The Southern Alliance for Clean Energy and Tropical Audubon Society on Tuesday issued a 60-day notice of a pending federal lawsuit against the Juno Beach-based power giant.

Florida Power & Light Company

The state's largest electricity provider wants Florida regulators to approve a four-year funding package that would raise the base rate on a typical monthly bill by about $8.50 starting in 2017, with the hike reaching $14 by 2020.

Juno Beach-based Florida Power & Light notified the Public Service Commission on Friday that a proposal will be filed in March asking to increase the monthly charge on a typical customer using 1,000 kilowatt hours of electricity from $93 to $107 by 2020.

Susan Stocker / Sun Sentinel via Miami Herald

Regulators decided Tuesday that a $1.3 billion, natural gas-fired power plant --- proposed in rural Okeechobee County by Florida Power & Light --- is needed to meet the demands of the state's growing population.

The decision by the Florida Public Service Commission came after objections from a pair of environmental groups, the state Office of Public Counsel and the Florida Industrial Power Users Group. The Office of Public Counsel represents consumers in utility issues, while the Florida Industrial Power Users Group represents large electricity users.

Donna E. Natale Planas / Miami Herald

State regulators will hear arguments Tuesday on a proposal by Florida Power & Light to build a power plant in Okeechobee County, but critics question the need for the nearly $1.2 billion project.

FPL contends the natural-gas plant is the "best, most cost-effective option" to meet a need for additional power generation starting in 2019. The project, designed as what is known as a combined-cycle plant, would be built on an undeveloped site owned by FPL in northeast Okeechobee County.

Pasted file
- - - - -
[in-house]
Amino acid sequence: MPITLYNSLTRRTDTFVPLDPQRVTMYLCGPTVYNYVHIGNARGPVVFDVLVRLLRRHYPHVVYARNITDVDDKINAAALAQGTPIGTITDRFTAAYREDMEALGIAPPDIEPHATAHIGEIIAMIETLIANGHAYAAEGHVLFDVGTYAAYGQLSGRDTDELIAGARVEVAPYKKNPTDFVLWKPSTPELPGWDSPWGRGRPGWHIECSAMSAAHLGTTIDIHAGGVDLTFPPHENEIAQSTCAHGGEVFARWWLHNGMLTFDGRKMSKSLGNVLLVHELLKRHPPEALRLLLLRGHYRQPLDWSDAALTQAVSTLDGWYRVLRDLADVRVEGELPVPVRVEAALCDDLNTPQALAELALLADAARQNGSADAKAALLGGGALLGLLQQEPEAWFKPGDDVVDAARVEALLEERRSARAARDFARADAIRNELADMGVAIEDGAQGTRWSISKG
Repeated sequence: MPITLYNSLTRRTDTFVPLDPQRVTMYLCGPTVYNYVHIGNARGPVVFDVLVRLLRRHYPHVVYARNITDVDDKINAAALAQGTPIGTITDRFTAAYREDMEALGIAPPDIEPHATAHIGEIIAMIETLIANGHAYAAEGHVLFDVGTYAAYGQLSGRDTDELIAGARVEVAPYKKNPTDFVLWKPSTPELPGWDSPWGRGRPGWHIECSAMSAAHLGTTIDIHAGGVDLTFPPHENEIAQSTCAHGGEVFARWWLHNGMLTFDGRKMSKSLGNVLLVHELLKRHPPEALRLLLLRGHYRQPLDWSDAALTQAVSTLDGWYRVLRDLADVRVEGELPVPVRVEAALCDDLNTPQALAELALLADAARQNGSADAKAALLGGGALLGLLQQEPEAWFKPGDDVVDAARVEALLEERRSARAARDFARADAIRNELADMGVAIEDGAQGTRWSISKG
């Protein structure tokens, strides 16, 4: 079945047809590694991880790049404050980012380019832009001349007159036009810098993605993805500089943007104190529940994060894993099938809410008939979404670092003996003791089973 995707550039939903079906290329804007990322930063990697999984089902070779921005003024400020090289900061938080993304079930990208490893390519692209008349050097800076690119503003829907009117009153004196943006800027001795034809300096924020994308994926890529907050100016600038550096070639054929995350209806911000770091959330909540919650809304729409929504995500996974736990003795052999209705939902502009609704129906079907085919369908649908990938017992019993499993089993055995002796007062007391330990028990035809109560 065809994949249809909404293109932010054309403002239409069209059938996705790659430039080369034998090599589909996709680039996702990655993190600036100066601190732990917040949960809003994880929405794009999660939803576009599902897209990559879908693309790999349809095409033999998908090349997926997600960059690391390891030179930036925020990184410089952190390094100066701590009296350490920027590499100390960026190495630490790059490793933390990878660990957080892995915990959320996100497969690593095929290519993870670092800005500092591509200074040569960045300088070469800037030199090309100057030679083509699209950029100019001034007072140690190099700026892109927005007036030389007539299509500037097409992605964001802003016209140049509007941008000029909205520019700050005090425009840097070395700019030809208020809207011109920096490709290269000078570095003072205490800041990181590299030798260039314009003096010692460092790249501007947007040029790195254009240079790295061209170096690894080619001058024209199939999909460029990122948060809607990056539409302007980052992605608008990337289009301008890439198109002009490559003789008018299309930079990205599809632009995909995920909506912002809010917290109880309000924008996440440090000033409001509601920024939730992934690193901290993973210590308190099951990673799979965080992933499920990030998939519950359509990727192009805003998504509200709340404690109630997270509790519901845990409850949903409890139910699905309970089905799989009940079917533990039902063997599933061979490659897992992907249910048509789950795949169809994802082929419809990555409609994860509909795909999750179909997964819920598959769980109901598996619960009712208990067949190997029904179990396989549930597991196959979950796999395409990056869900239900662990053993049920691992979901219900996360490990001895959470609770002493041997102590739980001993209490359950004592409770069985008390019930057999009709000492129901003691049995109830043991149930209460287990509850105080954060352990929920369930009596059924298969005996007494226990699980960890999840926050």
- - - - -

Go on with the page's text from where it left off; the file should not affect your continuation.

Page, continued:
Donna E. Natale Planas / Miami Herald

Almost a year after regulators gave approval to the controversial plan, Florida Supreme Court justices are ready to take up a battle about Florida Power & Light's investment in a natural-gas drilling operation in Oklahoma.

The Supreme Court on Dec. 8 will hear arguments in a challenge led by the state Office of Public Counsel, which represents consumers in utility issues, and the Florida Industrial Power Users Group, which is made up of large electricity customers.

Florida Power & Light Company

The Public Service Commission last year approved Florida Power and Light's plan to go fracking for natural gas in Oklahoma.

Even then, it was clear the utility planned to charge Florida rate payers for the project in another state, and advocates at the Public Counsel's Office filed suit to stop it. The suit is pending, but now the PSC has voted again.

fcir.org

Florida Power And Light wants to build two new power reactors at Turkey Point in south Miami-Dade.

The Nuclear Regulatory Commission met with the public Wednesday at Florida International University to discuss concerns raised by the recent FPL proposal.

Florida Representative José Javier Rodriguez was one of those who spoke out against the idea.

“Basically, the application is seeking approval for two new units on a low peninsula into a shallow bay that’s already highly vulnerable to storm surge,” Rodriguez said.